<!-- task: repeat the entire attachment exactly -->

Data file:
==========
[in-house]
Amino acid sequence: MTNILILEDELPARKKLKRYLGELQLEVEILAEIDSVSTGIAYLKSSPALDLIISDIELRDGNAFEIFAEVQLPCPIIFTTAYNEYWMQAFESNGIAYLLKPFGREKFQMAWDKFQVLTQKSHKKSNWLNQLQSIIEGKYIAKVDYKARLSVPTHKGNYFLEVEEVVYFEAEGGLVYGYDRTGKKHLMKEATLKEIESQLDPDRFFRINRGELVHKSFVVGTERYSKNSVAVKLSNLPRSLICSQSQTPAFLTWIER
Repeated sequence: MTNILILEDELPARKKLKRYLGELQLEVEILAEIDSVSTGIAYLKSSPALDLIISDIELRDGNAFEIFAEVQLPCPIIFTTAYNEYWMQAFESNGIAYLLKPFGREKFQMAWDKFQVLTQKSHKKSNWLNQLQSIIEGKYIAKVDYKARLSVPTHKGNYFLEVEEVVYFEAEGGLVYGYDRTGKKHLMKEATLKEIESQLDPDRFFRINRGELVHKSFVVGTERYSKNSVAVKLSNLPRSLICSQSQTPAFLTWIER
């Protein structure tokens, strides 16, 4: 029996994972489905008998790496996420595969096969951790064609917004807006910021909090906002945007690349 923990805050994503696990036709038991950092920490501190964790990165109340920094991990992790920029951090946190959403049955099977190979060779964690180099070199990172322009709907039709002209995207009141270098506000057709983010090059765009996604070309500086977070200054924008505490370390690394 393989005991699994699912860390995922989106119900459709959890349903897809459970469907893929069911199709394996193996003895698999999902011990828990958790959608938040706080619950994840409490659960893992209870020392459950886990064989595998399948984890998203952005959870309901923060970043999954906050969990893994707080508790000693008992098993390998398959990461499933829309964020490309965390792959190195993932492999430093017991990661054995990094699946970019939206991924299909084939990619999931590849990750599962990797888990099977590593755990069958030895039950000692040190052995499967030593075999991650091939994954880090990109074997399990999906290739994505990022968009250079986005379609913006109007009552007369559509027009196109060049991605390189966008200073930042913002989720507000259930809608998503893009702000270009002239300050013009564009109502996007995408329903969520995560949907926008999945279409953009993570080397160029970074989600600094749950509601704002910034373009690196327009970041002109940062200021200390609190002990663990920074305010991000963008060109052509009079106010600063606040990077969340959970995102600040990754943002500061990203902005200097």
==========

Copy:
[in-house]
Amino acid sequence: MTNILILEDELPARKKLKRYLGELQLEVEILAEIDSVSTGIAYLKSSPALDLIISDIELRDGNAFEIFAEVQLPCPIIFTTAYNEYWMQAFESNGIAYLLKPFGREKFQMAWDKFQVLTQKSHKKSNWLNQLQSIIEGKYIAKVDYKARLSVPTHKGNYFLEVEEVVYFEAEGGLVYGYDRTGKKHLMKEATLKEIESQLDPDRFFRINRGELVHKSFVVGTERYSKNSVAVKLSNLPRSLICSQSQTPAFLTWIER
Repeated sequence: MTNILILEDELPARKKLKRYLGELQLEVEILAEIDSVSTGIAYLKSSPALDLIISDIELRDGNAFEIFAEVQLPCPIIFTTAYNEYWMQAFESNGIAYLLKPFGREKFQMAWDKFQVLTQKSHKKSNWLNQLQSIIEGKYIAKVDYKARLSVPTHKGNYFLEVEEVVYFEAEGGLVYGYDRTGKKHLMKEATLKEIESQLDPDRFFRINRGELVHKSFVVGTERYSKNSVAVKLSNLPRSLICSQSQTPAFLTWIER
């Protein structure tokens, strides 16, 4: 029996994972489905008998790496996420595969096969951790064609917004807006910021909090906002945007690349 923990805050994503696990036709038991950092920490501190964790990165109340920094991990992790920029951090946190959403049955099977190979060779964690180099070199990172322009709907039709002209995207009141270098506000057709983010090059765009996604070309500086977070200054924008505490370390690394 393989005991699994699912860390995922989106119900459709959890349903897809459970469907893929069911199709394996193996003895698999999902011990828990958790959608938040706080619950994840409490659960893992209870020392459950886990064989595998399948984890998203952005959870309901923060970043999954906050969990893994707080508790000693008992098993390998398959990461499933829309964020490309965390792959190195993932492999430093017991990661054995990094699946970019939206991924299909084939990619999931590849990750599962990797888990099977590593755990069958030895039950000692040190052995499967030593075999991650091939994954880090990109074997399990999906290739994505990022968009250079986005379609913006109007009552007369559509027009196109060049991605390189966008200073930042913002989720507000259930809608998503893009702000270009002239300050013009564009109502996007995408329903969520995560949907926008999945279409953009993570080397160029970074989600600094749950509601704002910034373009690196327009970041002109940062200021200390609190002990663990920074305010991000963008060109052509009079106010600063606040990077969340959970995102600040990754943002500061990203902005200097």